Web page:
Radiologist fined $750 allowed to retain license after missing breast cancer in 24 patients

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Radiologist fined $750 allowed to retain license after missing breast cancer in 24 patients
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A New Hampshire radiologist who missed breast cancer diagnoses in 24 women across the state over a three-year period has been allowed to keep his medical license and pay a $750 fine despite his ruined mistakes people’s life.

In at least one of the cases, Dr. Mark Guilfoyle, who practiced as a radiologist at Dartmouth-Hitchcock Medical Center and worked to provide radiology services at three small rural hospitals in the state, saw the same woman three times but failed to notice anything abnormal in her mammogram.

The complaints were filed several years ago, with Guilfoyle’s September 2019 settlement with the New Hampshire Board of Medicine only recently coming to light.

Guilfoyles’ sanctions prevent him from reading mammograms only in the state of New Hampshire, although he is still allowed to interpret X-rays and X-ray images

Dr. Mark Guilfoyle, Who Practiced As A Radiologist At Three Rural New Hampshire Hospitals, Missed Breast Cancer Diagnoses In 24 Cases Over A Three-Year Period

Dr. Mark Guilfoyle, who practiced as a radiologist at three rural New Hampshire hospitals, missed breast cancer diagnoses in 24 cases over a three-year period

The Boston Globe conducted its own investigation after a former Guilfoyle patient came forward.

Patricia Eddy was told her mammograms in 2015, 2016 and 2017 given under Guilfoyle’s care were disease-free, but upon further examination she was told breast cancer was present each time – only the radiologist doesn’t. hadn’t spotted him.

Eddy, 66, underwent a double mastectomy after what she claims were doctor’s mistakes. She is furious that he still allowed to practice and was able to keep his license.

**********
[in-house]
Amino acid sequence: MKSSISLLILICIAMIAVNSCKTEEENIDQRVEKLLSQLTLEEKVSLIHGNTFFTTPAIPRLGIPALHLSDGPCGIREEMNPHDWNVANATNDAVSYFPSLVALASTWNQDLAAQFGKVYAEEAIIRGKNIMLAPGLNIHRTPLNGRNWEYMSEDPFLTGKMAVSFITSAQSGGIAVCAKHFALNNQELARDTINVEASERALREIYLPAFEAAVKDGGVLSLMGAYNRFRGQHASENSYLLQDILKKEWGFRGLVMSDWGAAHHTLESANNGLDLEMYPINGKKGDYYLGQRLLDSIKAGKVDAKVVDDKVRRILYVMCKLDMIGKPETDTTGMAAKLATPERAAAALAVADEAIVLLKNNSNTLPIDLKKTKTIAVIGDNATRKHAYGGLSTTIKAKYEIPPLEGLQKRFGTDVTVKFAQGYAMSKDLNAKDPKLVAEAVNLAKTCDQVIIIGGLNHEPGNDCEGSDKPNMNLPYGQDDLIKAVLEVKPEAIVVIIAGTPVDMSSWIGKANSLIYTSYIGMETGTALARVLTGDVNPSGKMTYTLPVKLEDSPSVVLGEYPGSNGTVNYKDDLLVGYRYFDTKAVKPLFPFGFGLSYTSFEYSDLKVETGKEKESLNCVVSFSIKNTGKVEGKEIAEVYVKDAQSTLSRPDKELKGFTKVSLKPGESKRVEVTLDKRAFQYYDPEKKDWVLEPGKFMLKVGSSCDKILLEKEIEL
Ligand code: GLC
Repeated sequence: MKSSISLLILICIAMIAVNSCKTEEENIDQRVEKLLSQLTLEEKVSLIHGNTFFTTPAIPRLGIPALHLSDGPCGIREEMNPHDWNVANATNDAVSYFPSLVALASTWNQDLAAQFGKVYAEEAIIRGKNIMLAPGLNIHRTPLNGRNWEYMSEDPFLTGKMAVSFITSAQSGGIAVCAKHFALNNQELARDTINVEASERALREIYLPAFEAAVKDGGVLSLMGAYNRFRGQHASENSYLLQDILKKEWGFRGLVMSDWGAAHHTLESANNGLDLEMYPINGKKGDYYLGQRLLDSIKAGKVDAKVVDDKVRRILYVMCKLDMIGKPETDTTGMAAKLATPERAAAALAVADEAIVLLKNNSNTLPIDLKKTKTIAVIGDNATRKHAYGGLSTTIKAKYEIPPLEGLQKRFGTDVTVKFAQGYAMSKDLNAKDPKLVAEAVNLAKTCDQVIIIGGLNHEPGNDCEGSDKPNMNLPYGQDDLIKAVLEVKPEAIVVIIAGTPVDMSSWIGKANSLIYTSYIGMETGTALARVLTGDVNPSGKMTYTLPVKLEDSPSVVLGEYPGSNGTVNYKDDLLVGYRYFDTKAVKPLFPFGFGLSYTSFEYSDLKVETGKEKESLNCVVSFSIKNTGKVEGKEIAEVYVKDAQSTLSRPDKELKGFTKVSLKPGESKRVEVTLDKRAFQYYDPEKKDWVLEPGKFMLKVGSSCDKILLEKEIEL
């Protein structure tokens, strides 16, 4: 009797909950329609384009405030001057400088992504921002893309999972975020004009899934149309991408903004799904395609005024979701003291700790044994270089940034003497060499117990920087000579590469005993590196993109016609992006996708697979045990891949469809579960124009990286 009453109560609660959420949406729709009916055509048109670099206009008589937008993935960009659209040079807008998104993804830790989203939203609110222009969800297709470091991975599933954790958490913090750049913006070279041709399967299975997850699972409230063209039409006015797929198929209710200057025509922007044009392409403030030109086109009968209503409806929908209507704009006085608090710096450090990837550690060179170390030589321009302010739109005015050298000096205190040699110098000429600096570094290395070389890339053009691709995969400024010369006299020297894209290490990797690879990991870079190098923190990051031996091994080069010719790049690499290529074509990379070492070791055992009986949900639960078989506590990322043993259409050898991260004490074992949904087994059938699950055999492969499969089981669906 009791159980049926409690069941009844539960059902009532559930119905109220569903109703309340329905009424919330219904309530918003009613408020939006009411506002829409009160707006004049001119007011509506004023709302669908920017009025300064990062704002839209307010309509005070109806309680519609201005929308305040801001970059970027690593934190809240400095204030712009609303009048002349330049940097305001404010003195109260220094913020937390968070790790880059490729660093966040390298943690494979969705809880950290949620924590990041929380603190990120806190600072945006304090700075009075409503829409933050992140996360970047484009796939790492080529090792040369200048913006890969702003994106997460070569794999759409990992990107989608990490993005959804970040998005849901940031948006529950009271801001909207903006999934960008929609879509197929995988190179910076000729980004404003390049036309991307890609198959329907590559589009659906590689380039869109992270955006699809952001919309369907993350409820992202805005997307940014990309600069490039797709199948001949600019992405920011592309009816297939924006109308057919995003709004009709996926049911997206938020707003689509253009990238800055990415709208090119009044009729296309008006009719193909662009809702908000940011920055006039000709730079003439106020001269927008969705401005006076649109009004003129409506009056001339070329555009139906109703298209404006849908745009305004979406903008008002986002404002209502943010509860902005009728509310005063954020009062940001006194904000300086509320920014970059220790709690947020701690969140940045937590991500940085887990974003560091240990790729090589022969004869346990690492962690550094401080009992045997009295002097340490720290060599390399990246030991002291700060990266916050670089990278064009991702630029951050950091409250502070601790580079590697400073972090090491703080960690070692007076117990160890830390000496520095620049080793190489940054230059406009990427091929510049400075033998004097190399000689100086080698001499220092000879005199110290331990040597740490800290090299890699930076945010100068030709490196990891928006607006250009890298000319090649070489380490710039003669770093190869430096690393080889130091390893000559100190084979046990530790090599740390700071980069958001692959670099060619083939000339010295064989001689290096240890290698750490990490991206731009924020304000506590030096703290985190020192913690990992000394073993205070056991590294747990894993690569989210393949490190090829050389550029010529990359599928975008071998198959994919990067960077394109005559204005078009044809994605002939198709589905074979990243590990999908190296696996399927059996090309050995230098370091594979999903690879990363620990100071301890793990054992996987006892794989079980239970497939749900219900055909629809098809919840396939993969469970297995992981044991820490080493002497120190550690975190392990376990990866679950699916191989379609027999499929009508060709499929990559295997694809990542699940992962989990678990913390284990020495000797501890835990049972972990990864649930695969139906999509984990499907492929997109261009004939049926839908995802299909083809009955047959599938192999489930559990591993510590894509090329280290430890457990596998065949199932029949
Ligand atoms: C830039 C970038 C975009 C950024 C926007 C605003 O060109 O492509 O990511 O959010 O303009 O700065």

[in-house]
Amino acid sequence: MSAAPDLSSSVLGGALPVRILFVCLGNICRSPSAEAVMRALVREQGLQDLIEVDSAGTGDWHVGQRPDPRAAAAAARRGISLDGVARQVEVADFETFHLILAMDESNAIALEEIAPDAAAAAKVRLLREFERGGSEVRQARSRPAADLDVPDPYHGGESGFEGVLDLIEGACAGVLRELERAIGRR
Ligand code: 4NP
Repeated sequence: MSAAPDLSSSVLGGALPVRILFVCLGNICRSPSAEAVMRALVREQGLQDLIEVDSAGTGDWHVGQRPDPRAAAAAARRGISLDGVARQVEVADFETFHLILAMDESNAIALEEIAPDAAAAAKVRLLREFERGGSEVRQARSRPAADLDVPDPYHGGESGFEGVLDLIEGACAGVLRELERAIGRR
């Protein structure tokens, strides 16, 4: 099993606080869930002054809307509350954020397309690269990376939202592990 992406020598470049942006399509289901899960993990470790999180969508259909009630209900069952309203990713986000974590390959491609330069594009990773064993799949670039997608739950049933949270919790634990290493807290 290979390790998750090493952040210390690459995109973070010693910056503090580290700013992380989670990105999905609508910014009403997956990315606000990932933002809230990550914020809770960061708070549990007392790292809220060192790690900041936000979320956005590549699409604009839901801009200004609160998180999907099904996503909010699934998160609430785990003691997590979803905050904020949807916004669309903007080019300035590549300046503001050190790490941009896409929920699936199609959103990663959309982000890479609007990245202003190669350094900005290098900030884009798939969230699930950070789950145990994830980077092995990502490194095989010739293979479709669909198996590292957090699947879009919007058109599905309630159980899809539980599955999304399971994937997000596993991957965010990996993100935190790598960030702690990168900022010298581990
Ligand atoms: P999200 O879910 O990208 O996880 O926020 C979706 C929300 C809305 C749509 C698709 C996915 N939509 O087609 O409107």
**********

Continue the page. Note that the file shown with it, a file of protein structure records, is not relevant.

“Personally, I don’t think he should read anything. You have this doctor who was hurting innocent patients with his incompetence, and they’re not doing anything about it.

Eddy alerted the New Hampshire Board of Medicine in August 2017 and explained everything she had been through, demanding to know why Guilfoyle was still practicing medicine.

Patricia Eddy Was Told Her Mammograms In 2015, 2016 And 2017 Given Under Guilfoyle's Care Were Disease-Free, But Upon Further Examination She Was Told Breast Cancer Was Present Each Time - Only The Radiologist Hadn't Spotted Him.

Patricia Eddy was told her mammograms in 2015, 2016 and 2017 given under Guilfoyle’s care were disease-free, but upon further examination she was told breast cancer was present each time – only the radiologist hadn’t spotted him.

It took another eight months before she received a response that the doctor had not received any kind of “formal disciplinary action” despite her complaint.

It will be another two years before the board reaches its own deal with Guilfoyle.

One of Guilfoyles’ superiors, Dr. Rebecca Zuurbier, who was director of breast imaging at Dartmouth Hitchcock Medical Center, also expressed concern about the doctor’s work.

Cheryl Jensen, 76, Said Guilfoyle

Cheryl Jensen, 76, said Guilfoyle “ruined the rest of my life” by misinterpreting her mammograms. This led to her breast cancer having had time to spread and was finally diagnosed in early 2018, after which she had to undergo surgery, chemotherapy and radiotherapy.

This led to a review of every mammogram and breast ultrasound the radiologist had interpreted, including over 5,500 patient visits.

It was during this time that the two dozen women with missed breast cancers were found.

Affected patients have been notified and given further testing and treatment if necessary.

“There were 24 patients with known missed breast cancers,” Zuurbier said.

The American Cancer Society says about one in eight cancers are missed in mammograms with such failed diagnoses, a cause for malpractice comments against the radiologist.

Often, small growths can be difficult to identify, especially due to the density and complexity of the breast tissue.

“I liken it to looking at a painting of Jackson Pollock, with all the splatters and smudges and dots,” Zuurbier explained. “If someone adds a new point, will you get it back?” I can come back later and find this new point, even if it is sometimes difficult. But there are some basic things you learn that you shouldn’t miss.